13 Sep 2013

Why Red Bull and vodka is a recipe for trouble

Be careful: A Vodka and Red Bull is believed to be more harmful than first thought
Mixing alcohol with energy drinks to get a bigger hit could be more harmful than research currently suggests, claims a leading psychologist.

Clubbers who knock back vodka and drinks such as the massively popular Red Bull may have been falsely reassured by laboratory studies that don’t reflect ‘real world’ use, says Professor Peter Miller.

He said concerns are growing about the harms that may arise from drinkers mixing alcohol and energy drinks which enable them to drink for longer and achieve ‘higher levels of intoxication’.

Surveys show around three out of four college students in Europe and the US regularly indulge in such combinations.

But the role played by energy drinks is under-researched and much of the work has only studied the effects of mixing low levels of alcohol with a single energy drink, said Prof Miller, associate professor of psychology at Deakin University in Australia.

Although some researchers have concluded ‘we should not be concerned about the risks’, many of them have been funded by the makers of Red Bull, he said.

At a recent conference in Australia, four out of five researchers who presented research on alcohol and energy drinks had received financial support from Red Bull, says Prof Miller, writing in the British Medical Journal (BMJ) (must credit).

They had been given funds to attend international conferences or for research and all concluded there was no evidence showing a combination of energy drinks and alcohol increased drinking or harm.

However, studies looking at statistical links between certain forms of behaviour and drinkers mixing energy drinks and alcohol show they are more likely to consume bigger quantities of alcohol, engage in aggressive acts, get injured and drink-drive.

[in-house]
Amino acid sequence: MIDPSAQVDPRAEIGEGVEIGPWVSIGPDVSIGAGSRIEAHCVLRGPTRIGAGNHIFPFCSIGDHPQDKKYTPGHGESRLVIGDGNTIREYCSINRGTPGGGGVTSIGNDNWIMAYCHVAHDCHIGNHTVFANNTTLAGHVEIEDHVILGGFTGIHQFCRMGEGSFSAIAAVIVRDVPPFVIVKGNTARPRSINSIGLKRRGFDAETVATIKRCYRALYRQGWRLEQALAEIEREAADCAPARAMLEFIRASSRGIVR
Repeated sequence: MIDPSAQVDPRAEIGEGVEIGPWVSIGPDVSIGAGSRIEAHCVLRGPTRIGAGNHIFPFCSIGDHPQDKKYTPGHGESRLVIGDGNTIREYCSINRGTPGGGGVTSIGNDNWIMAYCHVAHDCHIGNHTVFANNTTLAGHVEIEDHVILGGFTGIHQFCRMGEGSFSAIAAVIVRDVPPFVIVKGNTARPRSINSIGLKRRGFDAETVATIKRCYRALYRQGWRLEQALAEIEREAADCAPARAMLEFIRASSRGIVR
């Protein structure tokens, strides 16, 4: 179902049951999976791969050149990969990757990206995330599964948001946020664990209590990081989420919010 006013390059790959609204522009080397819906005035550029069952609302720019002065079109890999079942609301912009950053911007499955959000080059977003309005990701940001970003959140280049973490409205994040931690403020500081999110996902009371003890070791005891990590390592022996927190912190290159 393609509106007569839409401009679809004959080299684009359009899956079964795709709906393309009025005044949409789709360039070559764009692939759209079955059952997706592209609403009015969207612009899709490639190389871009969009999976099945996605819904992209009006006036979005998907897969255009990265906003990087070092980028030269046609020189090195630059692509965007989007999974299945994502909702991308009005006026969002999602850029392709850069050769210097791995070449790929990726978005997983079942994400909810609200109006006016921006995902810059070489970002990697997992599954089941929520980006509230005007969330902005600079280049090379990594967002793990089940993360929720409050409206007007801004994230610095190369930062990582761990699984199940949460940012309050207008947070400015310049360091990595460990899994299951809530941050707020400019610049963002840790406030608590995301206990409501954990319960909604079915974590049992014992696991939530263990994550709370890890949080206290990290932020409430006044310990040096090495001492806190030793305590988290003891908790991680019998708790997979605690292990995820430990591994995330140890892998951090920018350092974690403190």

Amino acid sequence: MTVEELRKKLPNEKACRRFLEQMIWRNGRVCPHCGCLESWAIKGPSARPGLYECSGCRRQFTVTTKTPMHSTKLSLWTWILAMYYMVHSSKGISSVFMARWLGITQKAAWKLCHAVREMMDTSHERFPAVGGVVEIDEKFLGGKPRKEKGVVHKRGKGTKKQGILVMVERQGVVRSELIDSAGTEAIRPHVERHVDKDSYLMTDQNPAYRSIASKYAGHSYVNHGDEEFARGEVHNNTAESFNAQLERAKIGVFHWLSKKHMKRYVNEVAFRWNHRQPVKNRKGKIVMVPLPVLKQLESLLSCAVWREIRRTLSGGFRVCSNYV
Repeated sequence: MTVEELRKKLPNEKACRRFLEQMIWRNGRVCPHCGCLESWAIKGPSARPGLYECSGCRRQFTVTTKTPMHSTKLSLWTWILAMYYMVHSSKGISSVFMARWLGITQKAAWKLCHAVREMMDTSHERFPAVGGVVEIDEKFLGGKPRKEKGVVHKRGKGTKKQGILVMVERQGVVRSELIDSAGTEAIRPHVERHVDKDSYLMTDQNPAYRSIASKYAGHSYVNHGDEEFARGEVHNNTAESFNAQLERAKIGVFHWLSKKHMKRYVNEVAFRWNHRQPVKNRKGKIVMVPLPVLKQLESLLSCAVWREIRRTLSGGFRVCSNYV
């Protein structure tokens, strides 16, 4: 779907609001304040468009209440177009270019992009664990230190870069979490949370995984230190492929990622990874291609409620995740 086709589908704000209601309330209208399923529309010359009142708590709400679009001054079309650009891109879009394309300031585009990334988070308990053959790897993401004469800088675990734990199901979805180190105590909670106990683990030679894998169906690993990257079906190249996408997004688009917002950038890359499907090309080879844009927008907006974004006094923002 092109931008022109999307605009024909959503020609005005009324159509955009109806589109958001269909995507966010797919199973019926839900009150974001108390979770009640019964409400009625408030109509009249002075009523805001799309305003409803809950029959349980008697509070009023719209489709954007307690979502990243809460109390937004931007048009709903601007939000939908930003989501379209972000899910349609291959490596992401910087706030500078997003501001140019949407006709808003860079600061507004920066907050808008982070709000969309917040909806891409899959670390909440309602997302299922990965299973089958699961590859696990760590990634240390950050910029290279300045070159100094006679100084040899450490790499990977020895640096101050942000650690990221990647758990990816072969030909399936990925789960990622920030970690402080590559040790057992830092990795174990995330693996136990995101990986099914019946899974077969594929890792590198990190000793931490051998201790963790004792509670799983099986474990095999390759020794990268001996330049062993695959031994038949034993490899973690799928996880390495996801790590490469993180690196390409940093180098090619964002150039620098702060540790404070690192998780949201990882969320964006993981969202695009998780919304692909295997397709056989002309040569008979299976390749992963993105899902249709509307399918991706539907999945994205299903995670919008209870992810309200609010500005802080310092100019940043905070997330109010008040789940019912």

Prof Miller said he was worried that research does not consider real world levels of consumption, because ethical concerns mean lab studies are restricted to testing the effects of a single alcoholic drink and a single energy drink - equivalent to a strong cup of coffee.

However, about 40 per cent of people on city streets in Australian on Friday and Saturday nights are heavily intoxicated and nearly a quarter will have drunk more than two energy drinks, he said.
Current research has failed to prove the stimulant effect doesn’t fuel intoxication and increase the risk of alcohol-related injuries and assaults, he said.

But ‘reassuring results’ have come mainly from researchers giving talks at conferences where ‘audience may not be aware of the extent of their industry sponsorship’, said Prof Miller.

He said ‘I am not implying a causal relationship here, simply an association.’ ‘There are concerns about the role that Red Bull is playing, especially in supporting conference attendance of researchers whose findings and conclusions are favourable.

‘Having the same speakers funded to attend conferences around the world by a company with strong financial interests raises questions of propriety and the presentation of research findings being used as a commercial marketing strategy’ he added.

Only the independent researchers have argued that more studies are needed to assess the risks.

Prof Miller said ‘It is critical that the public can be confident in the findings of research on these products. Conference organisers should require researchers working on energy drinks to declare whether they have received research funding or unrestricted grants, or financial support to attend meetings or conferences.’

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